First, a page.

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Disease surveillance in England and Wales, May 2019

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APHA disease surveillance report headlines

  • Metabolic bone disease in dairy heifers

  • Warning of a possible increase in cases of oestrosis (nasal bot fly) in sheep this summer

  • Mulberry heart disease in pigs found dead

  • Infectious bronchitis virus and colisepticaemia in broilers

  • Update on Klebsiella pneumoniae septicaemia in preweaned pigs

Highlights from the scanning surveillance network

Cattle

Metabolic bone disease

Recumbent weaned animals were a feature of investigations by the APHA Shrewsbury Veterinary Investigation Centre (VIC) on four farms. Two of these cases were in fattening bulls, while, more unusually, two were in replacement dairy heifers.

The affected dairy heifers were between four and six months old. In the largest herd of 450 cows, five of a group of 60 heifers were reported to have become recumbent over a period of about three weeks. They made repeated attempts to rise without success. In the second dairy herd of 200 cows, three heifers in a group of 60 became recumbent. The calves remained bright and continued to eat and drink but were unable to stand.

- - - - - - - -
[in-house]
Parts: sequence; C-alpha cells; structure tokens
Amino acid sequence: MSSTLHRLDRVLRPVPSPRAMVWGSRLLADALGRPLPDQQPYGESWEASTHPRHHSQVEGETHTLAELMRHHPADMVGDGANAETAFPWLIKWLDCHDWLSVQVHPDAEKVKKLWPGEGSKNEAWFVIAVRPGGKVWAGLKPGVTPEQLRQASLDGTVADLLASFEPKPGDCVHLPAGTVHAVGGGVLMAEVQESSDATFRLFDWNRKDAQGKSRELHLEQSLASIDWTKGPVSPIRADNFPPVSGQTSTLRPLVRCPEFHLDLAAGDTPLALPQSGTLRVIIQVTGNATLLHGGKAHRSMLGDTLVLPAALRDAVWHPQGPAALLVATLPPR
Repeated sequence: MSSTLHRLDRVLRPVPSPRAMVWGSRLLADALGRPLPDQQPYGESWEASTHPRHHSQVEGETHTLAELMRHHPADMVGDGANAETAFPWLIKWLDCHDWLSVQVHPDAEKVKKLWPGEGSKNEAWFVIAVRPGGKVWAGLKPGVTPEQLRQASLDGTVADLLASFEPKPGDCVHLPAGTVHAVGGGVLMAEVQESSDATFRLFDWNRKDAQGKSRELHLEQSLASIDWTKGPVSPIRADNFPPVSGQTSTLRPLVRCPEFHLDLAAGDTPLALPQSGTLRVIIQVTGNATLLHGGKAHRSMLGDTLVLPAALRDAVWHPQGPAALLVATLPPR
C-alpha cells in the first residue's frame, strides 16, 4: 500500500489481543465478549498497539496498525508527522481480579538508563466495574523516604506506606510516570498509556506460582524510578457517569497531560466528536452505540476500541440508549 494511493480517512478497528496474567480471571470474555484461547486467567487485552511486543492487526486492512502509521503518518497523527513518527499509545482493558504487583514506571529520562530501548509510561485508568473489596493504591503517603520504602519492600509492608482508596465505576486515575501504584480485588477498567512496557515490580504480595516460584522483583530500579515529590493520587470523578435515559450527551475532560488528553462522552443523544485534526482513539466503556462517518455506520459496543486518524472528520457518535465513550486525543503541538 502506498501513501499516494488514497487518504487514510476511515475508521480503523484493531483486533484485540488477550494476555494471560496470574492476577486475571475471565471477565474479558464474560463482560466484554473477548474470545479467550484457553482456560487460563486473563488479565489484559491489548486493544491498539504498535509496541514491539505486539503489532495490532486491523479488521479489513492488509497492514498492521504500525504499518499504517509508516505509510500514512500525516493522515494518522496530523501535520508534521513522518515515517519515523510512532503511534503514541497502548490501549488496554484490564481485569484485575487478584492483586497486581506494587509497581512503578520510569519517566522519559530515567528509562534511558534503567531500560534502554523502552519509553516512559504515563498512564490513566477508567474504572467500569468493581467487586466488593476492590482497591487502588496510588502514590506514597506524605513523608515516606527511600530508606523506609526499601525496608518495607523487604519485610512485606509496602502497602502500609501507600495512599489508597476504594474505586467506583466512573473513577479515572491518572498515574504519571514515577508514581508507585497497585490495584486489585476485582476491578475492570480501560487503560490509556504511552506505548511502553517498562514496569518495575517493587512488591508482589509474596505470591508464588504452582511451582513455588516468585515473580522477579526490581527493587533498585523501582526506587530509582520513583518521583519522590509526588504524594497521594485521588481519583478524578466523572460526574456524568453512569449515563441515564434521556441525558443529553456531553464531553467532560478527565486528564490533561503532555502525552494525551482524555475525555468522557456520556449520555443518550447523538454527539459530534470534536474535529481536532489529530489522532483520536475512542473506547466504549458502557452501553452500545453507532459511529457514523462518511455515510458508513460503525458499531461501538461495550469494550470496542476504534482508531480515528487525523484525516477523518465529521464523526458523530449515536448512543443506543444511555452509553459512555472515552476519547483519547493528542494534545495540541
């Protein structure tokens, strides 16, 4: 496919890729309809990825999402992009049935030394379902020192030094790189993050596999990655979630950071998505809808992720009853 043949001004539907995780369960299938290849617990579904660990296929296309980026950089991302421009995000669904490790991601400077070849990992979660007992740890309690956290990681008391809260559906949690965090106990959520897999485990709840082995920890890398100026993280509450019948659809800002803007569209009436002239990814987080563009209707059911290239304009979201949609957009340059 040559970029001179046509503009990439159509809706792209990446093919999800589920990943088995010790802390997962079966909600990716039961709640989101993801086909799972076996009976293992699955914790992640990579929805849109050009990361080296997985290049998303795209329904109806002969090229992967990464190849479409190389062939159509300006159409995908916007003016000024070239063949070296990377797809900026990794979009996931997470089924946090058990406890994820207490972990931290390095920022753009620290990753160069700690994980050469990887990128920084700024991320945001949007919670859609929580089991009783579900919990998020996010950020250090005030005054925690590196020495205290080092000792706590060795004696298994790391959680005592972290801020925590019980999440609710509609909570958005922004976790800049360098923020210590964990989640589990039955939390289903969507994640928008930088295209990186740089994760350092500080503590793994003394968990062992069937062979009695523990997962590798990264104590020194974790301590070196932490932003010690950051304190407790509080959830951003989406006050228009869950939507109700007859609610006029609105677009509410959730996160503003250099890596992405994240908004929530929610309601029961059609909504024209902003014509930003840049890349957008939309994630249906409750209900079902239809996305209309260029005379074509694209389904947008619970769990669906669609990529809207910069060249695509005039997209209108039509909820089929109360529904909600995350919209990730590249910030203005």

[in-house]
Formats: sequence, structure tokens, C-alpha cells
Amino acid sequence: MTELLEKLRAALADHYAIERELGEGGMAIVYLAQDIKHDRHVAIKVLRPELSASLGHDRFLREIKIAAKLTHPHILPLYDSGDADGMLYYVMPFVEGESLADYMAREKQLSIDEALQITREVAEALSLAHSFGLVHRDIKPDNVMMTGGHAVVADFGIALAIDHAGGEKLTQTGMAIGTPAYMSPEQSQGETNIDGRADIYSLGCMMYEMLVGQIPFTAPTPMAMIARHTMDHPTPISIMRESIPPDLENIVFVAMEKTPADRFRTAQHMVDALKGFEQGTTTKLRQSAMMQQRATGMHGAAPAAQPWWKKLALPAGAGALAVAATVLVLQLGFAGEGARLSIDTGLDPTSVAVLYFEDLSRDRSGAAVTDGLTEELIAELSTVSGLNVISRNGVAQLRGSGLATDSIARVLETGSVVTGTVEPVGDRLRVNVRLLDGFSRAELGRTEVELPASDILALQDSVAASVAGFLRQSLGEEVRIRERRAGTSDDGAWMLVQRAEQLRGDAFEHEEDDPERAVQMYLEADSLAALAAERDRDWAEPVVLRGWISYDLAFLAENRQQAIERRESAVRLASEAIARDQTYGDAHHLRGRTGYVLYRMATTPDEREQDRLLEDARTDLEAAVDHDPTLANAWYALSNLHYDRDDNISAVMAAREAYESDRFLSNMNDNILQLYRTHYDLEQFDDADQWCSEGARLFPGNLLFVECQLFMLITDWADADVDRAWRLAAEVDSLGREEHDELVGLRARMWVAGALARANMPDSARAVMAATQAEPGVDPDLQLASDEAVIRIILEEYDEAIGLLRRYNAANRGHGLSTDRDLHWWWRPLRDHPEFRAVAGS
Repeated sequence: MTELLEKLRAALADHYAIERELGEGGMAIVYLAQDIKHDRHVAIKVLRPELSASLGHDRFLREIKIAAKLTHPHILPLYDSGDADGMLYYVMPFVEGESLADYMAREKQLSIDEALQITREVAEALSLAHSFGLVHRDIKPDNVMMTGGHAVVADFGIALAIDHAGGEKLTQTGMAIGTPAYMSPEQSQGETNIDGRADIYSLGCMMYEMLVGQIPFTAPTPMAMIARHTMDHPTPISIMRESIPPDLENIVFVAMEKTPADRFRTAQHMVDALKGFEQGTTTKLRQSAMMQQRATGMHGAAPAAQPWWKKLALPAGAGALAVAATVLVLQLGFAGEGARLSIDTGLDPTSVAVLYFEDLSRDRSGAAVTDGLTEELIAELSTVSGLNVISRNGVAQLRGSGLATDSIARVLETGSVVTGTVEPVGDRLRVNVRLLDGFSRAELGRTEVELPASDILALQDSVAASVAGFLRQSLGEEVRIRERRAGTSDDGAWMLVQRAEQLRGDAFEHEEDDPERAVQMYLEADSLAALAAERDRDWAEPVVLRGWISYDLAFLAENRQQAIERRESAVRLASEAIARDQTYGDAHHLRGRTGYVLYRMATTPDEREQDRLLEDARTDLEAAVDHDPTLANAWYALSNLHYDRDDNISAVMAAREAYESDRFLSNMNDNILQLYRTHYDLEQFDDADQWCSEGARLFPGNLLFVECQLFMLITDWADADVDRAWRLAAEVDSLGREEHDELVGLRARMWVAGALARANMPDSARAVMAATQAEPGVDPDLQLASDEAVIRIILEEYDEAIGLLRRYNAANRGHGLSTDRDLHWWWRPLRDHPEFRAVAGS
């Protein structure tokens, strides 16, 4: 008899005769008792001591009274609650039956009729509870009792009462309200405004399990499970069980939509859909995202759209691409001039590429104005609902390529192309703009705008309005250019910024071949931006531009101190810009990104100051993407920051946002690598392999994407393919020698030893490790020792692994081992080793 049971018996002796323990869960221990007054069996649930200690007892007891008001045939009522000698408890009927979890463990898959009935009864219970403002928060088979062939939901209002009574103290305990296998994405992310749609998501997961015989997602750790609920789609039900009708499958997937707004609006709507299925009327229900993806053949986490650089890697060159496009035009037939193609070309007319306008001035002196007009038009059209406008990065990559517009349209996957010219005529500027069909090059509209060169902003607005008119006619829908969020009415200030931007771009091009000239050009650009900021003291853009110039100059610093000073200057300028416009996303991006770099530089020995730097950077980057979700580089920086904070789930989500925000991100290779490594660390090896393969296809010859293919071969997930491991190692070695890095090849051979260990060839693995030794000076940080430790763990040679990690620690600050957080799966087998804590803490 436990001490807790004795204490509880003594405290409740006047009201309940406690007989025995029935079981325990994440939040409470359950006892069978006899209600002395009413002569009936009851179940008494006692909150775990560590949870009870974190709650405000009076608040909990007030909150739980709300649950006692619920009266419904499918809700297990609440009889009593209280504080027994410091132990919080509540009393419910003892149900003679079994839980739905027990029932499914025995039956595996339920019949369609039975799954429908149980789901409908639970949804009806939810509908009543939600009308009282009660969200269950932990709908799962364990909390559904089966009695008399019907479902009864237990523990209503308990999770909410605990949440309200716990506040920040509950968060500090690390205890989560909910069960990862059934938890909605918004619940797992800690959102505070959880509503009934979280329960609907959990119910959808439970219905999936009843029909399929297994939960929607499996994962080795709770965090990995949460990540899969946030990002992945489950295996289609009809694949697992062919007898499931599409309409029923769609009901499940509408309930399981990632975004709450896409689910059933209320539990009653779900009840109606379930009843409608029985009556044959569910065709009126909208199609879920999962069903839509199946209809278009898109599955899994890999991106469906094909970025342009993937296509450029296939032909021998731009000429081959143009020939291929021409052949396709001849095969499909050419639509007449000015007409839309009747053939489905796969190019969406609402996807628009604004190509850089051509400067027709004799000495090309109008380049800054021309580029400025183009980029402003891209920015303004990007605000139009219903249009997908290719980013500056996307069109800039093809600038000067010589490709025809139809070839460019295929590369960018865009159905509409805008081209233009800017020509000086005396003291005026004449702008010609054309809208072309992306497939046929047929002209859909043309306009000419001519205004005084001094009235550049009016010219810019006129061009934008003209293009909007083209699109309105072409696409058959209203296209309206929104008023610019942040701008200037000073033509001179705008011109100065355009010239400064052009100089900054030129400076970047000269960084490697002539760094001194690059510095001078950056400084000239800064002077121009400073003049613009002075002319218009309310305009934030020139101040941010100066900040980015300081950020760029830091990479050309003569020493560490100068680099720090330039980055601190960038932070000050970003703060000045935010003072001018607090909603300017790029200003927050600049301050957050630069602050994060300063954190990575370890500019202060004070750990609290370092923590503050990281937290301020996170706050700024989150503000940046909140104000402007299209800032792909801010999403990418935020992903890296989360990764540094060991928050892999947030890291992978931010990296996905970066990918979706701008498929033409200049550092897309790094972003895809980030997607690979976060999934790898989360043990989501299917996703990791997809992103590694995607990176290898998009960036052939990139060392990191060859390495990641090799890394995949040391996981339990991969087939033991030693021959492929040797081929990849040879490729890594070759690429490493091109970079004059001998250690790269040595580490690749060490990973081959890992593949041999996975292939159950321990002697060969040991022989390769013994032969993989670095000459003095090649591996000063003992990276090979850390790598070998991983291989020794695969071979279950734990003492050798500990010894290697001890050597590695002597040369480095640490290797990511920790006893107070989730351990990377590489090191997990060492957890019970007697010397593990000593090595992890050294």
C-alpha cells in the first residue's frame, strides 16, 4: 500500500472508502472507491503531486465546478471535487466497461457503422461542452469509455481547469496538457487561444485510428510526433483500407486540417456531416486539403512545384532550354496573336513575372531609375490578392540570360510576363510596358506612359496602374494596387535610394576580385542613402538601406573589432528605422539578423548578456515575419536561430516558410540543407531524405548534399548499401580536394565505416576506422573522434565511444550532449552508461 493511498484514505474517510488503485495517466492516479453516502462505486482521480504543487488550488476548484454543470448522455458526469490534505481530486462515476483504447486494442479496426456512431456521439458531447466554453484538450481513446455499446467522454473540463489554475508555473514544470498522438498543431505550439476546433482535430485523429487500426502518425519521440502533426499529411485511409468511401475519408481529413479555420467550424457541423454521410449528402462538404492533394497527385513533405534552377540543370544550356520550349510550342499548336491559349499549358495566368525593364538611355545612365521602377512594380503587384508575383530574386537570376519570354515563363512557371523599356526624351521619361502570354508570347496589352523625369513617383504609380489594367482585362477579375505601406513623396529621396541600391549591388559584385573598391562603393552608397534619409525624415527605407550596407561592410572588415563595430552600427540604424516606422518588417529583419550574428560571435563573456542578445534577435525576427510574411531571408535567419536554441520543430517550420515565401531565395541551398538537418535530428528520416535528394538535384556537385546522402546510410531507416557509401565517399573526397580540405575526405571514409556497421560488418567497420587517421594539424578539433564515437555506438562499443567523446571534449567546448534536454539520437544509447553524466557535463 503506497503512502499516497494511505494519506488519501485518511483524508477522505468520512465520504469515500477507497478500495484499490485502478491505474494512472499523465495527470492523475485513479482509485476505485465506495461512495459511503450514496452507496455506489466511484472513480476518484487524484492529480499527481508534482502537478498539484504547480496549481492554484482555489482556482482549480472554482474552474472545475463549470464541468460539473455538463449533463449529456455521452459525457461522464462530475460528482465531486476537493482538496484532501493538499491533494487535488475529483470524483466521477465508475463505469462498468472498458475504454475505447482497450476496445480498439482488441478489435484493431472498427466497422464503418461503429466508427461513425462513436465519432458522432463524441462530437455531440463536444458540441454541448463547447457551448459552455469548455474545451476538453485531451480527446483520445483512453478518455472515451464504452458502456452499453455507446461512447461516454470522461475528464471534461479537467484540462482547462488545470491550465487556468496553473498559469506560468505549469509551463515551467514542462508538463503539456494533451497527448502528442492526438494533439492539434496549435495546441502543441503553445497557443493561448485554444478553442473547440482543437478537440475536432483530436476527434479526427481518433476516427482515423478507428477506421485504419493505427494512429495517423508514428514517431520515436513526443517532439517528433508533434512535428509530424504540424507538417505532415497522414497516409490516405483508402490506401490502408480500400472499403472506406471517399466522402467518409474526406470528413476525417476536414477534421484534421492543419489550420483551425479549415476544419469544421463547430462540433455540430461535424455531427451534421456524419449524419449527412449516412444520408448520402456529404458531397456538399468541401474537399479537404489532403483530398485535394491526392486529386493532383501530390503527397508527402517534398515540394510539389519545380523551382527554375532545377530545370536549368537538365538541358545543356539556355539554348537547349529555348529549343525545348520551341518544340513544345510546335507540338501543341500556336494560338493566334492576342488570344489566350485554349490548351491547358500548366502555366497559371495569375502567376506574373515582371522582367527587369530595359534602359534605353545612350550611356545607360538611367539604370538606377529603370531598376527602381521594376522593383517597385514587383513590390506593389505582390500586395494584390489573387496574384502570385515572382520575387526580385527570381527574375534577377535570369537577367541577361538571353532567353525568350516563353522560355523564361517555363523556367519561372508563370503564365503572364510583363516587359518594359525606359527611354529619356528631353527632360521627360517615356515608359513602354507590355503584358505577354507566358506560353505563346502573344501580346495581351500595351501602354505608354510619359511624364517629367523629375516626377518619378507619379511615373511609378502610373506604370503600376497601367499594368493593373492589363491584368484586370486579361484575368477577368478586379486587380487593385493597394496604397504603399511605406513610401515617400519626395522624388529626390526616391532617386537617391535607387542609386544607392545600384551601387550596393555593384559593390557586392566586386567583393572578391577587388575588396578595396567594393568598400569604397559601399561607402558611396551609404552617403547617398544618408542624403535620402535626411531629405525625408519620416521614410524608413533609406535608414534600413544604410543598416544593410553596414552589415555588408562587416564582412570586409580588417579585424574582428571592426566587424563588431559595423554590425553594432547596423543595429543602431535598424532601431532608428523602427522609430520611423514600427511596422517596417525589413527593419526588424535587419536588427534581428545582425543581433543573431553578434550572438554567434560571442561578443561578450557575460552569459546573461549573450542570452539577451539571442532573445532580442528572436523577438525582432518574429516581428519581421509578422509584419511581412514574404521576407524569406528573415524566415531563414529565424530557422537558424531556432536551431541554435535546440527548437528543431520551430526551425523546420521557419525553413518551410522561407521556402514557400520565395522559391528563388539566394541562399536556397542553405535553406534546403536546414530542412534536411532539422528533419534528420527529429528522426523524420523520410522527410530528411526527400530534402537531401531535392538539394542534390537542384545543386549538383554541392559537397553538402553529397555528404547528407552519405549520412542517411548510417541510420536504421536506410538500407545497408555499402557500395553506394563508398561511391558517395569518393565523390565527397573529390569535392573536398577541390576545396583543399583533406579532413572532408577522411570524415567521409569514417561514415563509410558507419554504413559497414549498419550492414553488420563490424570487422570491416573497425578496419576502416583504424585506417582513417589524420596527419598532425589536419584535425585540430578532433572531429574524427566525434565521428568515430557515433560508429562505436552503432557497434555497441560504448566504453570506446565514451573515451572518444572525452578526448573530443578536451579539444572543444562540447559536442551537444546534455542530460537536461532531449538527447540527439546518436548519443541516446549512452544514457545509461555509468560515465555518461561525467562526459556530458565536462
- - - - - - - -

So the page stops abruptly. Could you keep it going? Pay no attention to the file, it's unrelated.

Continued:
Two animals were submitted for postmortem examination from each of the herds.

Postmortem examinations confirmed that each of the four calves had poorly calcified ribs, which were easily bent, and the cortical bone of the femurs was thinner than expected for the age and weight of the calves (Fig 1). In one calf, the femoral epiphyses had collapsed so that the distal part of the femurs was easily broken with manual manipulation, and a fracture of the distal femur was present in another animal.

About this report

This report is produced each month by the APHA Surveillance Intelligence Unit and the six Species Expert Groups (livestock and wildlife). The international horizon-scanning summaries are produced by the Defra/APHA International Disease Monitoring (IDM) team, notifiable disease reports by the APHA Veterinary Exotic and Notifiable Disease Unit (VENDU), and threat analysis by the cross-agency Veterinary Risk Group (VRG). …

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